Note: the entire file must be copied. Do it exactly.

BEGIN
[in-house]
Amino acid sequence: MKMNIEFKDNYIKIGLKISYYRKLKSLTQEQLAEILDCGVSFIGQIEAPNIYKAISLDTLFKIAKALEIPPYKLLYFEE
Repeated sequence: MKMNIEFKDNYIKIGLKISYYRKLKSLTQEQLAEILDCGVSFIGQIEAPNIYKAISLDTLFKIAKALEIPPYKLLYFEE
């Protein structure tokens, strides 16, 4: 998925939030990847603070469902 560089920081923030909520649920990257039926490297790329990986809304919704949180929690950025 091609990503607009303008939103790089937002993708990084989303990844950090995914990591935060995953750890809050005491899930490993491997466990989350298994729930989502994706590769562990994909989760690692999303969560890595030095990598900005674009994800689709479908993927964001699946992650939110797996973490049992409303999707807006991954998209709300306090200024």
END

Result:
[in-house]
Amino acid sequence: MKMNIEFKDNYIKIGLKISYYRKLKSLTQEQLAEILDCGVSFIGQIEAPNIYKAISLDTLFKIAKALEIPPYKLLYFEE
Repeated sequence: MKMNIEFKDNYIKIGLKISYYRKLKSLTQEQLAEILDCGVSFIGQIEAPNIYKAISLDTLFKIAKALEIPPYKLLYFEE
């Protein structure tokens, strides 16, 4: 998925939030990847603070469902 560089920081923030909520649920990257039926490297790329990986809304919704949180929690950025 091609990503607009303008939103790089937002993708990084989303990844950090995914990591935060995953750890809050005491899930490993491997466990989350298994729930989502994706590769562990994909989760690692999303969560890595030095990598900005674009994800689709479908993927964001699946992650939110797996973490049992409303999707807006991954998209709300306090200024």